62d AMXS ensures aircraft readiness during RF-A, Exercise Rainier War

  • Published
  • By Tech. Sgt. Benjamin Sutton
  • 62d Airlift Wing Public Affairs

Maintainers with the 62d Airlift Wing, from Joint Base Lewis-McChord, Washington, are vital to the success of C-17 Globemaster III operations during Exercise RED-FLAG, Alaska 23-1 and Exercise Rainier War 22B.

RED FLAG-Alaska is a series of Pacific Air Forces commander-directed field training exercises for U.S. forces, providing joint offensive counter-air, interdiction, close air support, and large force employment training in a simulated combat environment.

Exercise Rainier War is a full-scale readiness exercise with an Force Generation prioritization; demonstrating the ability to generate, employ and sustain a combat force during a rigorous wartime scenario.

“We're up here in Alaska working in different conditions to learn about the types of unique training required for future deployments,” said Tech. Sgt. Chase Gautschi, 62d Aircraft Maintenance Squadron C-17 Globemaster III flying crew chief. “We are practicing how to get aircraft ready for flights, how to ensure we support the aircrew and also how to integrate with other maintenance units, as well as other airframes and countries.”

Participating in Red Flag -Alaska in conjunction with Exercise Rainier War is an opportunity for members from the 62d AW to ensure precise training across multiple weeks.

“I think combining RED FLAG-Alaska with Exercise Rainier War makes sense because it gives us all the chance to really focus on the deployment mindset,” said Gautschi. “This is what we do no matter where we go. There’s always challenges because the conditions are not like back at home station. These exercises really make us focus on the Multi-capable Airmen concept to get out of our comfort zones, think outside the box, and come up with solutions.”

Maintenance crews worked countless hours across both day and evening shifts in order to ensure the aircraft were able to meet exercise requirements.

“This is my first time participating in an exercise of this large scale and I'm having a really good experience,” said Senior Airman David Jones, 62d AMXS crew chief. “I haven’t deployed yet so this is a good opportunity for me to experience what it will be like and prepare myself.”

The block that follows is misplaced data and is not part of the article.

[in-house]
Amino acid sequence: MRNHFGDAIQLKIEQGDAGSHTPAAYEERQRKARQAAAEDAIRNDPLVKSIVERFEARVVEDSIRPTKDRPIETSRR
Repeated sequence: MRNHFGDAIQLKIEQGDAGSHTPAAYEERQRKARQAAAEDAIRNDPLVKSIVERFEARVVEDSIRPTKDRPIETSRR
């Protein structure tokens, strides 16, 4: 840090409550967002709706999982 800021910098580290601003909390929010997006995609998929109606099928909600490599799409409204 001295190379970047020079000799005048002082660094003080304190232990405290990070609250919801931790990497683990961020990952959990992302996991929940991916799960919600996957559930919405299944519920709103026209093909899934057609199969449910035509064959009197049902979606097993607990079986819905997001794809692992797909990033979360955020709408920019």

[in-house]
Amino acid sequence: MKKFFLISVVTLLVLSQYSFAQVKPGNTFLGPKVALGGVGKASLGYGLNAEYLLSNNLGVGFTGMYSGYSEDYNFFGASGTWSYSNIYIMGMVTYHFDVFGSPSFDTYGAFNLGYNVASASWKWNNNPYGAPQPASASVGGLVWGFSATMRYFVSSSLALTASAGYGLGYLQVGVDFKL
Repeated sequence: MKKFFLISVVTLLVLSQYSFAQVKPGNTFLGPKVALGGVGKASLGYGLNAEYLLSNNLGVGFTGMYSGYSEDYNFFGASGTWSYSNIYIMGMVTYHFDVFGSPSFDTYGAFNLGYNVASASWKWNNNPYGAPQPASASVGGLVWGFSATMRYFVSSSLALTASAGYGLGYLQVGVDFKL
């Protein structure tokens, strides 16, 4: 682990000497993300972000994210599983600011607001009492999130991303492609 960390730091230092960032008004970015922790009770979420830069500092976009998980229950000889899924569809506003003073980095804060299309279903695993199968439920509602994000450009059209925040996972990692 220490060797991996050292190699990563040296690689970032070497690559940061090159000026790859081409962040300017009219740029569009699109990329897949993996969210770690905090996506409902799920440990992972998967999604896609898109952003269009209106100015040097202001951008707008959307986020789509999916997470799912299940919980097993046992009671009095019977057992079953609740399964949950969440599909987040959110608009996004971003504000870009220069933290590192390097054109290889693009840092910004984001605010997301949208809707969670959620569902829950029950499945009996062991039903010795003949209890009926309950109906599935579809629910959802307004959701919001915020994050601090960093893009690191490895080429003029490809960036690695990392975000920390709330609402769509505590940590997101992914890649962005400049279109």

Jones explained his standard roles and responsibilities are pretty much the same but the processes he is used to are different being so far away from home station.

“We’re still doing regular maintenance and inspections, but getting assistance for the more detailed tasks can be tough,” said Jones. “Back home, we know everyone and where to go for assistance. But despite the differences, we have met our goals of meeting the maintenance and inspection requirements. It's just out here, things flow a little differently.”

The rigorous training means aircraft need to be thoroughly inspected, and sometimes, changes must be made in order to meet the next day’s mission objectives.

“Some of the training requires the aircraft to land in areas that are only semi-prepared, so we have to go underneath the aircraft and perform maintenance to protect it from being damaged,” said Gautschi. “Safety is a huge priority in everything we do, both for people and equipment. These semi-prepared runway operations are a big part of the exercises, so as maintenance we have to remove the anti-collision light from the bottom of the aircraft because otherwise the dirt or rocks where the aircraft lands can break them.

Gautschi continued by explaining some additional priorities for his team such as checking the water separators inside the air conditioning systems, checking tires for proper servicing, and inspecting the impact tape that keeps radio antennas and gear doors from being damaged.

In these types of large scale exercises, maintainers working together to share knowledge so they can swiftly and safely provide fully-mission capable aircraft is a huge mission priority.

“I think this exercise is a good opportunity for all the skill levels of Airmen we have here because it gives them a good idea of their expectations and great training for when they deploy in the future,” said Gautschi. “It also shows them the next set of responsibilities they will have as they progress in their careers and make rank.”

Exercises like RED FLAG-Alaska and Exercise Rainier War gives Team McChord Airmen an excellent opportunity to learn and grow as servicemembers.

“I really enjoy how we can come out here and do our jobs surrounded by other types of aircraft and people from across the globe,” Jones said. “I’m enjoying my time and the experience here a lot.”